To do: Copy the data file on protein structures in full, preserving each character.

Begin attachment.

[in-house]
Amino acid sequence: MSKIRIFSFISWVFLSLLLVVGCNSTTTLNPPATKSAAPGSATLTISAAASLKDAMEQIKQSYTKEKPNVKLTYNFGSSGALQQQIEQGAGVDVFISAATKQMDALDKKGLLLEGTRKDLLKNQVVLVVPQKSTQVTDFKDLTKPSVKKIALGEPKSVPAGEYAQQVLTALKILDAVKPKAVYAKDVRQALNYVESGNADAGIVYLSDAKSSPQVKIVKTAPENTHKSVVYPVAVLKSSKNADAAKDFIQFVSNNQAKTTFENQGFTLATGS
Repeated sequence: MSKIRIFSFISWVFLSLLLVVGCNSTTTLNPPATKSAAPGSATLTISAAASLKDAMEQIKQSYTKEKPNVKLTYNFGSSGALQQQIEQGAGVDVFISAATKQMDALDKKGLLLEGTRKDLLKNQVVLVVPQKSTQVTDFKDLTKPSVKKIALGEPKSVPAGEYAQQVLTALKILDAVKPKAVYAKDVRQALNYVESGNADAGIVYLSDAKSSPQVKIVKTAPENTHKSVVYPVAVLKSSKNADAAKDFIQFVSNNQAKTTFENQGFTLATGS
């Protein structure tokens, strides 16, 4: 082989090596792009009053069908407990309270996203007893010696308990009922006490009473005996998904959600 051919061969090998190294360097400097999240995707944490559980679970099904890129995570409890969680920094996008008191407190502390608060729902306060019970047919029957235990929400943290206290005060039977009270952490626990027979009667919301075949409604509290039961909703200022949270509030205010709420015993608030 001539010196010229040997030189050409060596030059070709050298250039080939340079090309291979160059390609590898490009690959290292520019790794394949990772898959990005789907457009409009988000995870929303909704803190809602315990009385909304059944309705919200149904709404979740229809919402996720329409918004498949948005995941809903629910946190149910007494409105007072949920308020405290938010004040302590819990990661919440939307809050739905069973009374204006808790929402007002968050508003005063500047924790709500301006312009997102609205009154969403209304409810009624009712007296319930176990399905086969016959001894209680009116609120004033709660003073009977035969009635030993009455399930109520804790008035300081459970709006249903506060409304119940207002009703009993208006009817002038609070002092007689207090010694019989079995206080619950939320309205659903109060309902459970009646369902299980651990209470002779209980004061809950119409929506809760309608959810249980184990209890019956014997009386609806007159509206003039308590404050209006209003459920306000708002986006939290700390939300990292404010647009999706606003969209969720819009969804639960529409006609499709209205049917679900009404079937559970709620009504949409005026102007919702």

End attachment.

[in-house]
Amino acid sequence: MSKIRIFSFISWVFLSLLLVVGCNSTTTLNPPATKSAAPGSATLTISAAASLKDAMEQIKQSYTKEKPNVKLTYNFGSSGALQQQIEQGAGVDVFISAATKQMDALDKKGLLLEGTRKDLLKNQVVLVVPQKSTQVTDFKDLTKPSVKKIALGEPKSVPAGEYAQQVLTALKILDAVKPKAVYAKDVRQALNYVESGNADAGIVYLSDAKSSPQVKIVKTAPENTHKSVVYPVAVLKSSKNADAAKDFIQFVSNNQAKTTFENQGFTLATGS
Repeated sequence: MSKIRIFSFISWVFLSLLLVVGCNSTTTLNPPATKSAAPGSATLTISAAASLKDAMEQIKQSYTKEKPNVKLTYNFGSSGALQQQIEQGAGVDVFISAATKQMDALDKKGLLLEGTRKDLLKNQVVLVVPQKSTQVTDFKDLTKPSVKKIALGEPKSVPAGEYAQQVLTALKILDAVKPKAVYAKDVRQALNYVESGNADAGIVYLSDAKSSPQVKIVKTAPENTHKSVVYPVAVLKSSKNADAAKDFIQFVSNNQAKTTFENQGFTLATGS
């Protein structure tokens, strides 16, 4: 082989090596792009009053069908407990309270996203007893010696308990009922006490009473005996998904959600 051919061969090998190294360097400097999240995707944490559980679970099904890129995570409890969680920094996008008191407190502390608060729902306060019970047919029957235990929400943290206290005060039977009270952490626990027979009667919301075949409604509290039961909703200022949270509030205010709420015993608030 001539010196010229040997030189050409060596030059070709050298250039080939340079090309291979160059390609590898490009690959290292520019790794394949990772898959990005789907457009409009988000995870929303909704803190809602315990009385909304059944309705919200149904709404979740229809919402996720329409918004498949948005995941809903629910946190149910007494409105007072949920308020405290938010004040302590819990990661919440939307809050739905069973009374204006808790929402007002968050508003005063500047924790709500301006312009997102609205009154969403209304409810009624009712007296319930176990399905086969016959001894209680009116609120004033709660003073009977035969009635030993009455399930109520804790008035300081459970709006249903506060409304119940207002009703009993208006009817002038609070002092007689207090010694019989079995206080619950939320309205659903109060309902459970009646369902299980651990209470002779209980004061809950119409929506809760309608959810249980184990209890019956014997009386609806007159509206003039308590404050209006209003459920306000708002986006939290700390939300990292404010647009999706606003969209969720819009969804639960529409006609499709209205049917679900009404079937559970709620009504949409005026102007919702």